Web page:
This paper is an academic critique of an observational study research article written by Stephen J. Zaccaro (2007) entitled, Trait-Based Perspectives of Leadership. The trait-based perspective on leadership was dismissed by many scientific leadership researchers in the mid-20th century. A primary reason was that the research did not account for situational variance in leadership behavior. Quantitative analysis of leadership was difficult in the past. Recent improvements in research methods, such as statistics, have led to resurgence of interest in trait-based leadership theory.
Zaccaro (2007) called for researchers to address fundamental issues or critical points, which he defined. He identified a defining core of leadership traits that transcend organizational domains. Finally, he summarized a multistage model that predicts various traits having more distal or proximal effects, accordingly. The author concludes with proposing future directions of research with the goal of identifying universal qualities of effective leaders. Introduction
The purpose behind this critique is to evaluate an observational study, published in 2007, by Stephen J. Zaccaro entitled, Trait-Based Perspectives of Leadership. The globally popular trait-based theory of leadership of the early 20th century lost credibility after World War II. Advances in quantitative analysis methods, concepts, and statistical models provided empirical data that challenged studies that had rejected leader trait models. Zaccaro postulated that by refining common traits and attributes of effective leaders into universally standard categories, such commonalities could be analyzed quantitatively.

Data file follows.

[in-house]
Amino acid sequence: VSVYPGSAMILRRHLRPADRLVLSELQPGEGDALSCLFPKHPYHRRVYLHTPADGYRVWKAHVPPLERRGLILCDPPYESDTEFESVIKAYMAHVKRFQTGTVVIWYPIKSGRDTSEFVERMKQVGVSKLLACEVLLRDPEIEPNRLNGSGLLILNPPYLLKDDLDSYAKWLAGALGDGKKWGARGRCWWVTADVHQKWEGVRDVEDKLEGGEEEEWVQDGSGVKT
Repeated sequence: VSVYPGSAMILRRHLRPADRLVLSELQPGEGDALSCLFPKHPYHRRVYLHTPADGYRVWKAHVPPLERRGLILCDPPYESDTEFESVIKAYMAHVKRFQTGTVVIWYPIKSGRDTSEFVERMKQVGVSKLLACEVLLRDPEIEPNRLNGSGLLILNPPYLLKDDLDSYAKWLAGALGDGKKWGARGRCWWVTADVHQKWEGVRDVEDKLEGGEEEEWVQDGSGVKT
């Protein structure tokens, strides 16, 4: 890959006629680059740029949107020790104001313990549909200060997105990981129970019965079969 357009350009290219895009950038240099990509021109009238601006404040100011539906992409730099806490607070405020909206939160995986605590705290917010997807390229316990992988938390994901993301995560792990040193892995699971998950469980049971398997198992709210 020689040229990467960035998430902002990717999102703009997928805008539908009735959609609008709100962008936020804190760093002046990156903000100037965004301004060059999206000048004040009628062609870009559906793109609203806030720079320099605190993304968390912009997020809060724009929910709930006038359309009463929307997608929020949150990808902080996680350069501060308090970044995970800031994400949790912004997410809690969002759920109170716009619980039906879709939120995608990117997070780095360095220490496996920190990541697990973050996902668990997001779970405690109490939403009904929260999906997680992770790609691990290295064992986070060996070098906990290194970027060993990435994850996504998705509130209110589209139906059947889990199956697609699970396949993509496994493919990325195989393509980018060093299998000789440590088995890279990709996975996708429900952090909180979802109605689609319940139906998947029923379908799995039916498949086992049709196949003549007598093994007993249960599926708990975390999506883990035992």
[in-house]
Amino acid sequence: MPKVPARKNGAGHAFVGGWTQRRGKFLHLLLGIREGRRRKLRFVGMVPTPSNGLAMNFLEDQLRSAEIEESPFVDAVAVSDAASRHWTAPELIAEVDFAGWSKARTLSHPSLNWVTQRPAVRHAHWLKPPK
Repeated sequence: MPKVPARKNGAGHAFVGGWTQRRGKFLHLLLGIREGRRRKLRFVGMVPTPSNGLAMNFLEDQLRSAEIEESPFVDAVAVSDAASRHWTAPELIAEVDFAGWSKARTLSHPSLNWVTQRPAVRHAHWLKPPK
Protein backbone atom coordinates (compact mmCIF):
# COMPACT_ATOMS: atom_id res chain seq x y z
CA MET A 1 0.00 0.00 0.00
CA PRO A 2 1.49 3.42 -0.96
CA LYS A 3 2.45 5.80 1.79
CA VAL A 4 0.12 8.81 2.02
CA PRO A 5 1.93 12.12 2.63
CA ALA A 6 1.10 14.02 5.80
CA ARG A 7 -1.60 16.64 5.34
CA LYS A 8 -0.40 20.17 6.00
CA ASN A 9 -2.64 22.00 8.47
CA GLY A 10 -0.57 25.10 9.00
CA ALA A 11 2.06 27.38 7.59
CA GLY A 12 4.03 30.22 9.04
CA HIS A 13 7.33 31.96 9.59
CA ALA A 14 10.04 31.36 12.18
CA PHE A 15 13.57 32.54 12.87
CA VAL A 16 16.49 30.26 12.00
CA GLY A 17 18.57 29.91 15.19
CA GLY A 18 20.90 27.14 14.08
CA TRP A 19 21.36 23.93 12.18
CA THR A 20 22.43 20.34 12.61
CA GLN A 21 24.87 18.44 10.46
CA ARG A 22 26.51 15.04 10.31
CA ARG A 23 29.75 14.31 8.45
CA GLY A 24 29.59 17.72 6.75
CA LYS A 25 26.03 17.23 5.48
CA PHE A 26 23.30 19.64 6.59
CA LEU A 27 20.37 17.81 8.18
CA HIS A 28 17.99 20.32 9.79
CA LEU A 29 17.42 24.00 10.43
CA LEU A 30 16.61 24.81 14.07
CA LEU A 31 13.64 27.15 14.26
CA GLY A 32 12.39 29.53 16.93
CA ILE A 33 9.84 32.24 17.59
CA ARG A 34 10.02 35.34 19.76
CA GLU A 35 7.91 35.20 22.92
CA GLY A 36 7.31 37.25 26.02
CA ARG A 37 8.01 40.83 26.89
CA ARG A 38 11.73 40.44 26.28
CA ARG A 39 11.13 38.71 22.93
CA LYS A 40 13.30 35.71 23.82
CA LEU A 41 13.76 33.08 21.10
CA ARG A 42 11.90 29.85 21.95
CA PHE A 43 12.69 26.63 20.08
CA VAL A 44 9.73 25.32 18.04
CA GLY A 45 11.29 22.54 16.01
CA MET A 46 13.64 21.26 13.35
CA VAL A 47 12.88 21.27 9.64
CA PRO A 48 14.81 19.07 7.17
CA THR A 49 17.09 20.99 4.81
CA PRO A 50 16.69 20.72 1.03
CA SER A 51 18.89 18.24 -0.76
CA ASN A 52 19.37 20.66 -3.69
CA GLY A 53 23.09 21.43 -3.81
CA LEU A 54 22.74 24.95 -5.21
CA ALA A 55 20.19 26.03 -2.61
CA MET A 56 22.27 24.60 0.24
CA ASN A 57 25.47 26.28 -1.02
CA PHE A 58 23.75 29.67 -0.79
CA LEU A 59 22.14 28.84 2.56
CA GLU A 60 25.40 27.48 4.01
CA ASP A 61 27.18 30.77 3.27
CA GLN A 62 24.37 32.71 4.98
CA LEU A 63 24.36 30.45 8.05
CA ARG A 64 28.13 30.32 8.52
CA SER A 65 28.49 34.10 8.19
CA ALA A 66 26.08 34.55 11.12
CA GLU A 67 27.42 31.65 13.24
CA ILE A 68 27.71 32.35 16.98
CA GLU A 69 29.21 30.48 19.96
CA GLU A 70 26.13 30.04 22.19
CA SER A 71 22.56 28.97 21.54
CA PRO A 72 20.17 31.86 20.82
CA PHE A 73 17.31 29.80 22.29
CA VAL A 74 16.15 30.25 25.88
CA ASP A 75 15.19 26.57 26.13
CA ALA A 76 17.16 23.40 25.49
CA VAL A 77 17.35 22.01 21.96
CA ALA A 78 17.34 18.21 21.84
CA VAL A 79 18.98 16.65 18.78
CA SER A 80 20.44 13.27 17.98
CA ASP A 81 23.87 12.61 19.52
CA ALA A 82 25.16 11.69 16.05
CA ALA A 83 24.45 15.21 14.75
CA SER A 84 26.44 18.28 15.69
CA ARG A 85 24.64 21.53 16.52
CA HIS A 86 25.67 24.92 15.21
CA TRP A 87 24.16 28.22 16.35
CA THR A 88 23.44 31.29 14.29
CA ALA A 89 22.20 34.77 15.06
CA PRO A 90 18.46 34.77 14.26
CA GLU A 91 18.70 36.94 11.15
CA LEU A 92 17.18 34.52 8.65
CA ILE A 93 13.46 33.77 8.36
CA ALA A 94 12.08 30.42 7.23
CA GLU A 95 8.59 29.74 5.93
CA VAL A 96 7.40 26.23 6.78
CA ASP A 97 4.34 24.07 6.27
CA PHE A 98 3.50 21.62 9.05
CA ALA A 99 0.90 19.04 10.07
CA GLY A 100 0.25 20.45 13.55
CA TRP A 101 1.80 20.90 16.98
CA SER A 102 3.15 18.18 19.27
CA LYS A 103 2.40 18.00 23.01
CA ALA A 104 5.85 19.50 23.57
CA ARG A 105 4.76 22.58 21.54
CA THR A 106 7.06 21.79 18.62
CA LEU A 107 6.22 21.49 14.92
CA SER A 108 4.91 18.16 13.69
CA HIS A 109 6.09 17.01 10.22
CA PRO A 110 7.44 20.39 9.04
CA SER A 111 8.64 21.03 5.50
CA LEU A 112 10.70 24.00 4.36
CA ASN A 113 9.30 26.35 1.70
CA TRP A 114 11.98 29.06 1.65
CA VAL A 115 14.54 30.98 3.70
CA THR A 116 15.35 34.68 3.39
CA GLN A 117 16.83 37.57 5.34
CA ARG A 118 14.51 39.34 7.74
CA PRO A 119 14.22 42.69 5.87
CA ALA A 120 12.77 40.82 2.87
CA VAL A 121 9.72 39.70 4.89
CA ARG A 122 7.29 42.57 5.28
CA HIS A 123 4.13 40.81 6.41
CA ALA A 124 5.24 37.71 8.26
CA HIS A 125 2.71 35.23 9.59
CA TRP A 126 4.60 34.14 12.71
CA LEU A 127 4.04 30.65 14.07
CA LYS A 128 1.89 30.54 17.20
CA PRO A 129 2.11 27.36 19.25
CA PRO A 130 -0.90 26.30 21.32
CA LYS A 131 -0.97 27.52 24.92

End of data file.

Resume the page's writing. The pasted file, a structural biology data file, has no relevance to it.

The author introduced four critical points to be considered in models and theories on trait-based leadership. First, the refinement of multiple leader traits and attributes must be made. Secondly, studies should address how joint combinations of characteristics have an influence on behavior. In this way he explains the curvilinear relationships of traits with outcomes that were used to discredit leadership-trait theories. Computer models may now calculate complex multiplicative and curvilinear relationships that were confounders in the past.
Third, particular situations may predict success or failure depending various traits. Fourth, similar leader traits may be stable in cross situations while others may be situation-bound. Zacarro (2007) went on to provide a broader definition of leader trait that is focused on personality attributes. He then identified actual traits that are distally and proximally influenced by situational parameters. He then illustrated a multistage model that predicts various traits having more distal or proximal effects. Methodology
The author conducted a literature review to build his four critical points. In this manner he was also able to refine the meaning of successful and effective leadership as, “fundamentally, influencing others by establishing a collective effort and managing, shaping, and developing the collective activities…” (p. 9). He then clarified the role of situations into three circumstances which he calls arguments.
He analyzed models of leader individual difference and performance into his own, entitled, A Model of Leader Attributes and Leader Performance.
Findings and Interpretations
This category is not applicable in this case since the proposed model has not been tested sufficiently.
The author concludes with proposing a number of possible future directions of research with the goal of identifying universal qualities of effective leaders. His belief is that these recommendations combined with modern methodological and statistical resources will help reach this goal.